Jim Mayer Is A Man Of Many Basses

Bassist Jim MayerJim Mayer Is A Man Of Many Basses

With two best-selling kids’ albums and an anti-bullying campaign, longtime Jimmy Buffett bassist has a following all his own

By David Sands
August 26, 2015

Jim Mayer has had himself a rather curious musical career.

Fans of Jimmy Buffett – Parrotheads, as they’re called – think of him quite rightly as the bassist for the “Cheeseburger in Paradise” singer’s Coral Reefer Band. Mayer has been doing that for more than a quarter of a century, playing gigs everywhere from Bora Bora to the White House lawn. Kids, however, probably know him better by his alter ego, Uncle Jim.

Under that moniker, Mayer has released two children’s music albums, Funky as a Diaper and Let There Be Fun. His work has proved popular with young folks, netting him two number one hits on Sirius/XM Kids radio. Building on this, Mayer has also developed a line of educational anti-bullying programming, known as the IM4U Teaching Program.

FBPO’s Jon Liebman recently got in touch with Mayer to find out more about his eclectic musical background, work with kids and love for the tiny Kala U-Bass.

As it turns out, the bassist’s earliest experiences with music took place in India, where he was born and spent his early childhood. The son of Lutheran missionaries, he got a taste of Indian music from local visitors would drop by his family home during Christmas. “Villagers would come in and get cookies and tea and, of course, they would bring tablas and their music. Believe it or not, there are Indian Christmas carols,” he tells FBPO. “My sisters knew the words in Tamil, which is the south Indian dialect, and for years beyond that almost every Christmas they would sing them.”

Mayer grew up the youngest of eight in a musical family. Most of his siblings sing or play instruments, but his older brother Peter, who plays guitar with the Coral Reefers, has been the most influential of them. Mayer picked up bass in order to play music with him and a guitar-playing friend who lived near them in St. Louis.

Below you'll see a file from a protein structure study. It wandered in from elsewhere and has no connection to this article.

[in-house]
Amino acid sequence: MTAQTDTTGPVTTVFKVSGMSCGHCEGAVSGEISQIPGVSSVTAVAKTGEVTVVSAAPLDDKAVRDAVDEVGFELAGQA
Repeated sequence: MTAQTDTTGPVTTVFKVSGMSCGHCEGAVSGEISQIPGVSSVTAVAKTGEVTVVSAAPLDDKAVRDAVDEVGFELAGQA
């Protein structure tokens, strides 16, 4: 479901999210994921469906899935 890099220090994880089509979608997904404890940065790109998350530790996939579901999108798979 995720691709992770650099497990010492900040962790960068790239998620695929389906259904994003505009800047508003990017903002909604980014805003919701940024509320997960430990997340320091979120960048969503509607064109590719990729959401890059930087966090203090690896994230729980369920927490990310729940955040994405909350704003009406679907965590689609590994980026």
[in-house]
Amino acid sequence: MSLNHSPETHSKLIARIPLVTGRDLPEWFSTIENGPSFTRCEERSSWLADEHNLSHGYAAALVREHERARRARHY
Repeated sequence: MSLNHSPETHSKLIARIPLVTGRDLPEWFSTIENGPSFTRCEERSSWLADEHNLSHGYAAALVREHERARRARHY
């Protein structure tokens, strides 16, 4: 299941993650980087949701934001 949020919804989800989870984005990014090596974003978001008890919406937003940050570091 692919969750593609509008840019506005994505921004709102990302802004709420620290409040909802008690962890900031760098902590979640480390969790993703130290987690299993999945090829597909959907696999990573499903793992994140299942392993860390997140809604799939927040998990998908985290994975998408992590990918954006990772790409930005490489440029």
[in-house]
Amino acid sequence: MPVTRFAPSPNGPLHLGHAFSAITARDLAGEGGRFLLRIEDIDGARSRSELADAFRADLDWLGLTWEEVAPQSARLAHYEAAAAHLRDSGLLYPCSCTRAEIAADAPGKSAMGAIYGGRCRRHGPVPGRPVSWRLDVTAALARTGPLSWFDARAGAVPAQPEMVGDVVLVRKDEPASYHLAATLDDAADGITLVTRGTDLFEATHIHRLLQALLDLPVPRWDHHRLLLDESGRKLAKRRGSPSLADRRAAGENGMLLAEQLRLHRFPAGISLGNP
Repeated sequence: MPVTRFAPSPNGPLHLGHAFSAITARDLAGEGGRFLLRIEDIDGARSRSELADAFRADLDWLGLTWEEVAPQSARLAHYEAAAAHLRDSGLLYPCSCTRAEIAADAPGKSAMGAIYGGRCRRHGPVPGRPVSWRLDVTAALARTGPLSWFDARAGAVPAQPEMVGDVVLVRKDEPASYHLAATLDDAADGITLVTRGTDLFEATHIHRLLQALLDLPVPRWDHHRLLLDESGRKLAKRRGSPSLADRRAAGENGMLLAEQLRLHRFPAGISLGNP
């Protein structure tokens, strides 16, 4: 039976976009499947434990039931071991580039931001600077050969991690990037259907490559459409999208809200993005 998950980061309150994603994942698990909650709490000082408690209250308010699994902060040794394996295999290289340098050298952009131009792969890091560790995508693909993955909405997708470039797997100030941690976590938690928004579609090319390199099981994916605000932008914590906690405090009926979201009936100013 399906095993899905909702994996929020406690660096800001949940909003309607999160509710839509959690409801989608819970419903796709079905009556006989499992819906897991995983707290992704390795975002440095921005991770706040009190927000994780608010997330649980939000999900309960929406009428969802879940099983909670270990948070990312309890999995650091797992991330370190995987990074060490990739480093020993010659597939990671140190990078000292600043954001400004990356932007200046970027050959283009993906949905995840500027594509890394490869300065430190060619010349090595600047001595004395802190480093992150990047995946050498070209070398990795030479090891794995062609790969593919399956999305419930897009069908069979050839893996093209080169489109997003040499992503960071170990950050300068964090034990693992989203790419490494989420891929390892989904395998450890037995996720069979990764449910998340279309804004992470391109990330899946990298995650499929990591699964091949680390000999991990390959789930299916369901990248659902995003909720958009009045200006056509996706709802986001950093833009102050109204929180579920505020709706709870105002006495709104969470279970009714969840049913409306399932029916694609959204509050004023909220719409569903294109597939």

“A friend of my brother had a big Gibson bass,” he says. “Man, I saw the big strings and thought, ‘That’s what I need to play, cause we don’t need another guitarist.’”

The future Coral Reefers bassist was very “mathematical” about his early studies, drawing out strings and frets on notebook paper to help learn the scales. At around 15, he started paying attention to Jaco Pastorius, whose first album had just come out. In time, Stanley Clarke, Paul Chambers, Charlie Haden and Dave Holland would also become inspirations to him.

During his teen years, Mayer also got heavy into jazz after listening to Charlie Parker’s A Night in Tunisia. Eventually, he started playing local jazz gigs around town. Due to the high demand for bassists in St. Louis, he found himself playing with jazz greats like Herb Ellis, James Moody and Mose Allison.

One episode that stands out was a performance where Pat Metheny came by to hear Moody Play.

Bassist Jim MayerJames Moody was crazy then,” says Mayer, “playing ‘Giant Steps’ at just absurd tempos. It was just incredible!”

In the 1980s, he changed things up, forming a rock band called P.M. with his brother and drummer Roger Guth.

“We were like a music factory,” he says. “We worked every day, almost five days a week… just sitting in my mom’s basement writing songs [and] recording songs.”

With the help of a management company, they eventually got a record deal with Warner Bros. In 1988, through their producer Elliot Scheiner, they ended up auditioning for Buffett, and the timing was perfect as he was making some changes to his band.